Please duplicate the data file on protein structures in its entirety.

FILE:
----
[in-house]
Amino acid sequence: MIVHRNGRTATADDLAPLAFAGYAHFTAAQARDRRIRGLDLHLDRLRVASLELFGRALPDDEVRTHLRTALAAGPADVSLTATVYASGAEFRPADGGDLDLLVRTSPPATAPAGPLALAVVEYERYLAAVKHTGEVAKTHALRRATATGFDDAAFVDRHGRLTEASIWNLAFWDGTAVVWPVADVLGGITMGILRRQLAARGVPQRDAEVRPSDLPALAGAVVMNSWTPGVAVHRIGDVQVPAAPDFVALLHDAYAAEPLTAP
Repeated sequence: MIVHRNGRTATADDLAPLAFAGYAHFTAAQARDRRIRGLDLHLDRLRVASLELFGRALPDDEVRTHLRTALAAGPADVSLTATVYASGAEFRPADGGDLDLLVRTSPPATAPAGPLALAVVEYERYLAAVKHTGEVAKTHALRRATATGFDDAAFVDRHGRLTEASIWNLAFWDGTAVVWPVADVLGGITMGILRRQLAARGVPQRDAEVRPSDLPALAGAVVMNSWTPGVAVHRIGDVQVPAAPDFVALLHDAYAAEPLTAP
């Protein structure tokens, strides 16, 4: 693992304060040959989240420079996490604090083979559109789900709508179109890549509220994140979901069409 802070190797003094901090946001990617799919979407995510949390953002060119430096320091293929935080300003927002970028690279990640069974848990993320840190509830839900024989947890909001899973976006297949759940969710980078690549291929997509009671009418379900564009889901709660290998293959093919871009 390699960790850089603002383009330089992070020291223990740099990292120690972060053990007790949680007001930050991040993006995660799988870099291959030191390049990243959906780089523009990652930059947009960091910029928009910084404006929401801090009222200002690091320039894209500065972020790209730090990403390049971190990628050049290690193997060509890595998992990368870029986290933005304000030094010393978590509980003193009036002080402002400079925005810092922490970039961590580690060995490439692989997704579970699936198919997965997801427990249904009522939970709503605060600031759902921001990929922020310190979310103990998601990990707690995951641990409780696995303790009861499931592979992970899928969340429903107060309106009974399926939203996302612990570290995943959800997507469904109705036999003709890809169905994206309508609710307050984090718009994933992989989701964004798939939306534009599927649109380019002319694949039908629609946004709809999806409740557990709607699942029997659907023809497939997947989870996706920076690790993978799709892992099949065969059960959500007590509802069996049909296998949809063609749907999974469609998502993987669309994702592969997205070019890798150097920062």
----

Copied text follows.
[in-house]
Amino acid sequence: MIVHRNGRTATADDLAPLAFAGYAHFTAAQARDRRIRGLDLHLDRLRVASLELFGRALPDDEVRTHLRTALAAGPADVSLTATVYASGAEFRPADGGDLDLLVRTSPPATAPAGPLALAVVEYERYLAAVKHTGEVAKTHALRRATATGFDDAAFVDRHGRLTEASIWNLAFWDGTAVVWPVADVLGGITMGILRRQLAARGVPQRDAEVRPSDLPALAGAVVMNSWTPGVAVHRIGDVQVPAAPDFVALLHDAYAAEPLTAP
Repeated sequence: MIVHRNGRTATADDLAPLAFAGYAHFTAAQARDRRIRGLDLHLDRLRVASLELFGRALPDDEVRTHLRTALAAGPADVSLTATVYASGAEFRPADGGDLDLLVRTSPPATAPAGPLALAVVEYERYLAAVKHTGEVAKTHALRRATATGFDDAAFVDRHGRLTEASIWNLAFWDGTAVVWPVADVLGGITMGILRRQLAARGVPQRDAEVRPSDLPALAGAVVMNSWTPGVAVHRIGDVQVPAAPDFVALLHDAYAAEPLTAP
């Protein structure tokens, strides 16, 4: 693992304060040959989240420079996490604090083979559109789900709508179109890549509220994140979901069409 802070190797003094901090946001990617799919979407995510949390953002060119430096320091293929935080300003927002970028690279990640069974848990993320840190509830839900024989947890909001899973976006297949759940969710980078690549291929997509009671009418379900564009889901709660290998293959093919871009 390699960790850089603002383009330089992070020291223990740099990292120690972060053990007790949680007001930050991040993006995660799988870099291959030191390049990243959906780089523009990652930059947009960091910029928009910084404006929401801090009222200002690091320039894209500065972020790209730090990403390049971190990628050049290690193997060509890595998992990368870029986290933005304000030094010393978590509980003193009036002080402002400079925005810092922490970039961590580690060995490439692989997704579970699936198919997965997801427990249904009522939970709503605060600031759902921001990929922020310190979310103990998601990990707690995951641990409780696995303790009861499931592979992970899928969340429903107060309106009974399926939203996302612990570290995943959800997507469904109705036999003709890809169905994206309508609710307050984090718009994933992989989701964004798939939306534009599927649109380019002319694949039908629609946004709809999806409740557990709607699942029997659907023809497939997947989870996706920076690790993978799709892992099949065969059960959500007590509802069996049909296998949809063609749907999974469609998502993987669309994702592969997205070019890798150097920062």